Hazen History Project
Fall of 2009 – Spring of 2018
The Hazen History Project was developed by the Advanced Placement US History classes in the 2009-10 school year. Change was sweeping across the district as the familiar ideas of previous administrations were replaced with new and different philosophies. Some of the changes impacted the students’ daily schedule as well as much beloved traditions. But we, the students and staff, found ourselves unable to defend practices we held dear because we did not know why Highlanders did what they did; we didn’t know who we were, or where we had been. This project became our way of knowing our history, of understanding Hazen’s traditions, and of getting to know our past in relationship to the present.
Each May and June, after the APUSH exam, students participated in an oral history assignment. Students chose partners and the two of them were responsible for interviewing former staff members and alumni about their relationship with Hazen. They then created a series of questions based on the only resource available – year books. Working in pairs, students learned all they could about their “guest narrator” during the interviews – some interviews lasting a couple of hours. Students then placed their narrator’s personal Hazen story in the larger historical context of Renton, Washington, and the United States. Every interview was video recorded and a summary essay was submitted. The files in the Archives Room in the Hazen Library are raw materials – no one edited the conversations or the written work. This is the work of 17-year-old juniors on a mission - to discover the history of Hazen.
As more and more Highlanders came to be interviewed, they often brought mementos, newspaper articles, souvenirs, spirit wear…..all manner of keepsakes to share with us. We gladly accepted these treasures and went about the task of sorting and filing, storing and displaying, and finally making all of it available to the staff and students as Hazen approached the 50th Anniversary. Everything we collected from dance cards to letter jackets helped us to know Hazen better. We discovered that we were more than the sum of our parts. We learned that the glue that holds us together is the sense of community spirit that was first inaugurated in the fall of 1968. We relished in the notion that the Highlands community fought a possible closing of Hazen in the early 1990s through the will-power of students, parents, and community. We laughed at the plaid shorts worn by the 1972 Basketball NPSL Champs. We came to know who we were….and more importantly, who we are.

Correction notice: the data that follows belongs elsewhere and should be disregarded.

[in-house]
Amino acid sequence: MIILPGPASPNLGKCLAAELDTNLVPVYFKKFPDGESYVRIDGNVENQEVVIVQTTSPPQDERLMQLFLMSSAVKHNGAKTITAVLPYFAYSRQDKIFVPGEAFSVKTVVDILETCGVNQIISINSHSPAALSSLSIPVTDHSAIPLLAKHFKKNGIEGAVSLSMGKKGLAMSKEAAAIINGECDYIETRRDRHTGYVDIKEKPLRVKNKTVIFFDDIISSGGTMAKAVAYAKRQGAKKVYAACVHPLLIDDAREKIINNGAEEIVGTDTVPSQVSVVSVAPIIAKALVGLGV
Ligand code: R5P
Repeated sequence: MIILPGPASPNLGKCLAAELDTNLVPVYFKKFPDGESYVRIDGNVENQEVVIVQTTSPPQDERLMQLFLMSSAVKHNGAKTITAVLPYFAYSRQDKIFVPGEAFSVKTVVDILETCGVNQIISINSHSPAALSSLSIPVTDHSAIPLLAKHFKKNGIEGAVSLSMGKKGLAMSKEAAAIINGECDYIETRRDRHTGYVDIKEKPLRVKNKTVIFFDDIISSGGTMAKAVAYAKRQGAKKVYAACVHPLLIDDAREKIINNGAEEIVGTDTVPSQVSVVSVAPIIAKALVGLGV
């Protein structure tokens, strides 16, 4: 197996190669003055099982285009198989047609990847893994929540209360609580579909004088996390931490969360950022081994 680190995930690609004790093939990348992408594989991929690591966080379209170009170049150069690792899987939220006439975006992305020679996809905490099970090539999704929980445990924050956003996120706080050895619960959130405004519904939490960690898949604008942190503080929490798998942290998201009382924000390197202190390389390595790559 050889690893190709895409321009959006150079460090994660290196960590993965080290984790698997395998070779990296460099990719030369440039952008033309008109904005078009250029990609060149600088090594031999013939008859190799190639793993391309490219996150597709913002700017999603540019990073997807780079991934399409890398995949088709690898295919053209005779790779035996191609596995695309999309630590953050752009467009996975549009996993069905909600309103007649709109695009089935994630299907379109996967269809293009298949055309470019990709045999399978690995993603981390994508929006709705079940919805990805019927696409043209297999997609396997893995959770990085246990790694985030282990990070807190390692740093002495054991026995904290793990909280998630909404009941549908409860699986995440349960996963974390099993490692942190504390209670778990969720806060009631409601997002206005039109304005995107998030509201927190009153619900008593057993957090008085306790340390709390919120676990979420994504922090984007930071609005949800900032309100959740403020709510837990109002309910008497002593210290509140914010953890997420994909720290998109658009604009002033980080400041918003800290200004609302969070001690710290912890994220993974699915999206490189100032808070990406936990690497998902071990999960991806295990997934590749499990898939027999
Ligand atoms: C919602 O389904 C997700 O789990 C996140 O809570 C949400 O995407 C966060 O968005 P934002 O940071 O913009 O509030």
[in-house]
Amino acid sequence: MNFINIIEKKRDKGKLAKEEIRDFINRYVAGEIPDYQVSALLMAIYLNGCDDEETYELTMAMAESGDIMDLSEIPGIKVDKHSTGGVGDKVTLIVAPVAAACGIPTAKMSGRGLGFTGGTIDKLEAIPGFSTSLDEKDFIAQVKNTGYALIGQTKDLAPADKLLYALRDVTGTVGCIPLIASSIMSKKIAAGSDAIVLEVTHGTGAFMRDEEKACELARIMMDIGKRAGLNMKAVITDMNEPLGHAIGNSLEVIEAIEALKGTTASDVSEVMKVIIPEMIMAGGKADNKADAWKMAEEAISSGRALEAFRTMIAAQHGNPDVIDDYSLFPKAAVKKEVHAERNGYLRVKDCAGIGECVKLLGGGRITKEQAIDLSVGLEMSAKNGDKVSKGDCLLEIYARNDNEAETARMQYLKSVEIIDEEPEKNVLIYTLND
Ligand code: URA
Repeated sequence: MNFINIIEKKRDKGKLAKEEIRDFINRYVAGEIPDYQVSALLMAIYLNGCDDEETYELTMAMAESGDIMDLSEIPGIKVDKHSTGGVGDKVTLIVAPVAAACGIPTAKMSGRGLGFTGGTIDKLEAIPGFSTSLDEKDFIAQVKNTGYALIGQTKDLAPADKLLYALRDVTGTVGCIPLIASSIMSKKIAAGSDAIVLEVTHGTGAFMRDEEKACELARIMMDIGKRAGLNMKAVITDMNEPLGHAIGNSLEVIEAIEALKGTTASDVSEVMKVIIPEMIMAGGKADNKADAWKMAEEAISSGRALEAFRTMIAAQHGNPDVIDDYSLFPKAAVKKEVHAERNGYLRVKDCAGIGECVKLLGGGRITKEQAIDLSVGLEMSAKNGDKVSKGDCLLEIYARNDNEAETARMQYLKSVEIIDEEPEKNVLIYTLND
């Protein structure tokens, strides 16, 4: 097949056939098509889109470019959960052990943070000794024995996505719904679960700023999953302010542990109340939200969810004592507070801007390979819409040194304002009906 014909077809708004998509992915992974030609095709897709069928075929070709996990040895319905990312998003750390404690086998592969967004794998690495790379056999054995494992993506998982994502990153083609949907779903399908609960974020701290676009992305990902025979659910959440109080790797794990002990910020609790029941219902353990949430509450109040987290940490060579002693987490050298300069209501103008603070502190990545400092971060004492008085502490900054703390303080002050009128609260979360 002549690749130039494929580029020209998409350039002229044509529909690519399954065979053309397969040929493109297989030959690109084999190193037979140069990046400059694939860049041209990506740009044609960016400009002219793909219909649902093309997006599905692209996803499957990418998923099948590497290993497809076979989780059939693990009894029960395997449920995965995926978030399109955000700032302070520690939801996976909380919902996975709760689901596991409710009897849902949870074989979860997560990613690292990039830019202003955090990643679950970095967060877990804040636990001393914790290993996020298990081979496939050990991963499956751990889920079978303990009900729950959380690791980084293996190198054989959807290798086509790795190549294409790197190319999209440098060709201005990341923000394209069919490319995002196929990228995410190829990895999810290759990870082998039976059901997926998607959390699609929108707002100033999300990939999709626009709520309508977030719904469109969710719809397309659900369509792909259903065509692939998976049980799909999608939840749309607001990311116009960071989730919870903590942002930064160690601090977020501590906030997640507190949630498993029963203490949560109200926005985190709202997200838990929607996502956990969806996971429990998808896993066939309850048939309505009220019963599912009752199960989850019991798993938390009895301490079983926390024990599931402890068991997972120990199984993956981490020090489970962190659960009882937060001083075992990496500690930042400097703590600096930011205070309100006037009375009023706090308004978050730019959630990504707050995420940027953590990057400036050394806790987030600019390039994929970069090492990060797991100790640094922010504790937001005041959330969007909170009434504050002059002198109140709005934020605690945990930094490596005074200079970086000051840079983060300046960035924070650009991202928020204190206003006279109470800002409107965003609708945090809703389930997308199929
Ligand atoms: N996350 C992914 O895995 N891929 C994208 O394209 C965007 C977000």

Our thanks to the many Highlanders who agreed to talk with our young historians about their years within these walls. Their generosity of time and spirit reminds us that there never is a “last farewell among the Highland clan”. A special thank you to Diane Ferbrache, Hazen’s indomitable Librarian during the life of this project. Her valuable technological assistance allowed every interview to be digitalized. And when we needed a place to store our artifacts, Diane graciously allowed us to renovate the old periodical room in the Library.
It has been a privilege to work with these talented and gifted students. They had the vision for this project and wanted it to be “done” by 2018. While something like this is never quite finished, we are at a point in time to share our work with you. We hope you enjoy our efforts.
Social Studies and Choral Music